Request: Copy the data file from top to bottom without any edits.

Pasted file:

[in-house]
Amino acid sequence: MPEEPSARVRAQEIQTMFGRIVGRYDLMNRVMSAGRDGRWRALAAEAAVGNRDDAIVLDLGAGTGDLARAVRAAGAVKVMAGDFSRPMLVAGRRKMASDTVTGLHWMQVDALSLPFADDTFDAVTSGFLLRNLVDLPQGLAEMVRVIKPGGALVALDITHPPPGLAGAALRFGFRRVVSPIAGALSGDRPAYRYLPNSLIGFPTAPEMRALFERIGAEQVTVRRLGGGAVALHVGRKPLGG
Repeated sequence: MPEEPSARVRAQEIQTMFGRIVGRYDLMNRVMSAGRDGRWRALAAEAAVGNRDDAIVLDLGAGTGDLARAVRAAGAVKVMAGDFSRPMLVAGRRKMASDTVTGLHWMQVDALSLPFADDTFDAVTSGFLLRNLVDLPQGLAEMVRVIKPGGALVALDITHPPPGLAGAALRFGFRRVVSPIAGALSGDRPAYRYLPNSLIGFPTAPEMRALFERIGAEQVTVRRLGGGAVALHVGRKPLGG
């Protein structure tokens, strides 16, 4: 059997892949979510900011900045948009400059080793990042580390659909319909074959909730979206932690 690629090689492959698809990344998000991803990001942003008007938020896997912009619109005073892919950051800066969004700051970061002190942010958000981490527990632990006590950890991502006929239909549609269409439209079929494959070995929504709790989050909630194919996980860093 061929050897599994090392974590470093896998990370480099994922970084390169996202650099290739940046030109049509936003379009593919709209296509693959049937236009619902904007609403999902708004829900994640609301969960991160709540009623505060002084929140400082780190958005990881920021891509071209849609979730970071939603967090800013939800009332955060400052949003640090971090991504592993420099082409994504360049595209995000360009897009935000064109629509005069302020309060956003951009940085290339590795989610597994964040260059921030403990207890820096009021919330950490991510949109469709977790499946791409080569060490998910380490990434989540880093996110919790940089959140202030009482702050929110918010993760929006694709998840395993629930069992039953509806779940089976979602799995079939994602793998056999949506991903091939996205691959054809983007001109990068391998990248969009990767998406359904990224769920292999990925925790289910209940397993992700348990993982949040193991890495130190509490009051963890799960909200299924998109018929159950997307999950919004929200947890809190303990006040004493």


[in-house]
Amino acid sequence: MPEEPSARVRAQEIQTMFGRIVGRYDLMNRVMSAGRDGRWRALAAEAAVGNRDDAIVLDLGAGTGDLARAVRAAGAVKVMAGDFSRPMLVAGRRKMASDTVTGLHWMQVDALSLPFADDTFDAVTSGFLLRNLVDLPQGLAEMVRVIKPGGALVALDITHPPPGLAGAALRFGFRRVVSPIAGALSGDRPAYRYLPNSLIGFPTAPEMRALFERIGAEQVTVRRLGGGAVALHVGRKPLGG
Repeated sequence: MPEEPSARVRAQEIQTMFGRIVGRYDLMNRVMSAGRDGRWRALAAEAAVGNRDDAIVLDLGAGTGDLARAVRAAGAVKVMAGDFSRPMLVAGRRKMASDTVTGLHWMQVDALSLPFADDTFDAVTSGFLLRNLVDLPQGLAEMVRVIKPGGALVALDITHPPPGLAGAALRFGFRRVVSPIAGALSGDRPAYRYLPNSLIGFPTAPEMRALFERIGAEQVTVRRLGGGAVALHVGRKPLGG
């Protein structure tokens, strides 16, 4: 059997892949979510900011900045948009400059080793990042580390659909319909074959909730979206932690 690629090689492959698809990344998000991803990001942003008007938020896997912009619109005073892919950051800066969004700051970061002190942010958000981490527990632990006590950890991502006929239909549609269409439209079929494959070995929504709790989050909630194919996980860093 061929050897599994090392974590470093896998990370480099994922970084390169996202650099290739940046030109049509936003379009593919709209296509693959049937236009619902904007609403999902708004829900994640609301969960991160709540009623505060002084929140400082780190958005990881920021891509071209849609979730970071939603967090800013939800009332955060400052949003640090971090991504592993420099082409994504360049595209995000360009897009935000064109629509005069302020309060956003951009940085290339590795989610597994964040260059921030403990207890820096009021919330950490991510949109469709977790499946791409080569060490998910380490990434989540880093996110919790940089959140202030009482702050929110918010993760929006694709998840395993629930069992039953509806779940089976979602799995079939994602793998056999949506991903091939996205691959054809983007001109990068391998990248969009990767998406359904990224769920292999990925925790289910209940397993992700348990993982949040193991890495130190509490009051963890799960909200299924998109018929159950997307999950919004929200947890809190303990006040004493």